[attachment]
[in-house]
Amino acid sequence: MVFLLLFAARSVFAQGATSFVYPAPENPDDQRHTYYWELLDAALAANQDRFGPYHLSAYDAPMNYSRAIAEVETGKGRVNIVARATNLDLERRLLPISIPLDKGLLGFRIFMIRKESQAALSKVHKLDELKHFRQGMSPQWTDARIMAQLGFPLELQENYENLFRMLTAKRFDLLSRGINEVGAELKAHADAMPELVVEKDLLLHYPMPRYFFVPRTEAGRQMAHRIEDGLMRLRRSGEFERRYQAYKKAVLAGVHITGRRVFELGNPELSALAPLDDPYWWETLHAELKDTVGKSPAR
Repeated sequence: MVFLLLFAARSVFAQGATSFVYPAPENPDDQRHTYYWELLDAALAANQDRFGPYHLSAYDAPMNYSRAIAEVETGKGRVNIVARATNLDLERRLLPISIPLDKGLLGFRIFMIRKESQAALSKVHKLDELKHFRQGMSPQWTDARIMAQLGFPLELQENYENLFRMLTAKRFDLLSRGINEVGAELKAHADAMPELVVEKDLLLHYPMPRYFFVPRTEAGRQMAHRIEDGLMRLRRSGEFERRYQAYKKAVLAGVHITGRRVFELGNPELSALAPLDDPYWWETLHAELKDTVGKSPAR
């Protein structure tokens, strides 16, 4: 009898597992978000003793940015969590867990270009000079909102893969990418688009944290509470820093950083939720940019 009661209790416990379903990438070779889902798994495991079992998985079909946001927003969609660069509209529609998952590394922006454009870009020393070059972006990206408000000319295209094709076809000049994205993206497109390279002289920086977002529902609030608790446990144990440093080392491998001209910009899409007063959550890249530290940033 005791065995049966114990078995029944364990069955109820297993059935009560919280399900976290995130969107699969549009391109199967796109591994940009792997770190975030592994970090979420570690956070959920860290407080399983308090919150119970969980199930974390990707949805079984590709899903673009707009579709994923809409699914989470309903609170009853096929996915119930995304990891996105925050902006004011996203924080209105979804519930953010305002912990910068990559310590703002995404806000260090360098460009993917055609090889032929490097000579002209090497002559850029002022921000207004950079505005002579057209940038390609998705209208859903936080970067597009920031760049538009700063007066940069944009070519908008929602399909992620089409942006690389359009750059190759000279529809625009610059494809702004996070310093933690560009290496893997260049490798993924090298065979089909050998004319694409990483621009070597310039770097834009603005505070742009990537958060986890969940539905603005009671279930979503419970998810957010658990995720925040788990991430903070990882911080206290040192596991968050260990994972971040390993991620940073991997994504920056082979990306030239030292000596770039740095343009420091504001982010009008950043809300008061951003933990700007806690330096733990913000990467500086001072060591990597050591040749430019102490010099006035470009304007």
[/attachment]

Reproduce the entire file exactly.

[in-house]
Amino acid sequence: MVFLLLFAARSVFAQGATSFVYPAPENPDDQRHTYYWELLDAALAANQDRFGPYHLSAYDAPMNYSRAIAEVETGKGRVNIVARATNLDLERRLLPISIPLDKGLLGFRIFMIRKESQAALSKVHKLDELKHFRQGMSPQWTDARIMAQLGFPLELQENYENLFRMLTAKRFDLLSRGINEVGAELKAHADAMPELVVEKDLLLHYPMPRYFFVPRTEAGRQMAHRIEDGLMRLRRSGEFERRYQAYKKAVLAGVHITGRRVFELGNPELSALAPLDDPYWWETLHAELKDTVGKSPAR
Repeated sequence: MVFLLLFAARSVFAQGATSFVYPAPENPDDQRHTYYWELLDAALAANQDRFGPYHLSAYDAPMNYSRAIAEVETGKGRVNIVARATNLDLERRLLPISIPLDKGLLGFRIFMIRKESQAALSKVHKLDELKHFRQGMSPQWTDARIMAQLGFPLELQENYENLFRMLTAKRFDLLSRGINEVGAELKAHADAMPELVVEKDLLLHYPMPRYFFVPRTEAGRQMAHRIEDGLMRLRRSGEFERRYQAYKKAVLAGVHITGRRVFELGNPELSALAPLDDPYWWETLHAELKDTVGKSPAR
């Protein structure tokens, strides 16, 4: 009898597992978000003793940015969590867990270009000079909102893969990418688009944290509470820093950083939720940019 009661209790416990379903990438070779889902798994495991079992998985079909946001927003969609660069509209529609998952590394922006454009870009020393070059972006990206408000000319295209094709076809000049994205993206497109390279002289920086977002529902609030608790446990144990440093080392491998001209910009899409007063959550890249530290940033 005791065995049966114990078995029944364990069955109820297993059935009560919280399900976290995130969107699969549009391109199967796109591994940009792997770190975030592994970090979420570690956070959920860290407080399983308090919150119970969980199930974390990707949805079984590709899903673009707009579709994923809409699914989470309903609170009853096929996915119930995304990891996105925050902006004011996203924080209105979804519930953010305002912990910068990559310590703002995404806000260090360098460009993917055609090889032929490097000579002209090497002559850029002022921000207004950079505005002579057209940038390609998705209208859903936080970067597009920031760049538009700063007066940069944009070519908008929602399909992620089409942006690389359009750059190759000279529809625009610059494809702004996070310093933690560009290496893997260049490798993924090298065979089909050998004319694409990483621009070597310039770097834009603005505070742009990537958060986890969940539905603005009671279930979503419970998810957010658990995720925040788990991430903070990882911080206290040192596991968050260990994972971040390993991620940073991997994504920056082979990306030239030292000596770039740095343009420091504001982010009008950043809300008061951003933990700007806690330096733990913000990467500086001072060591990597050591040749430019102490010099006035470009304007």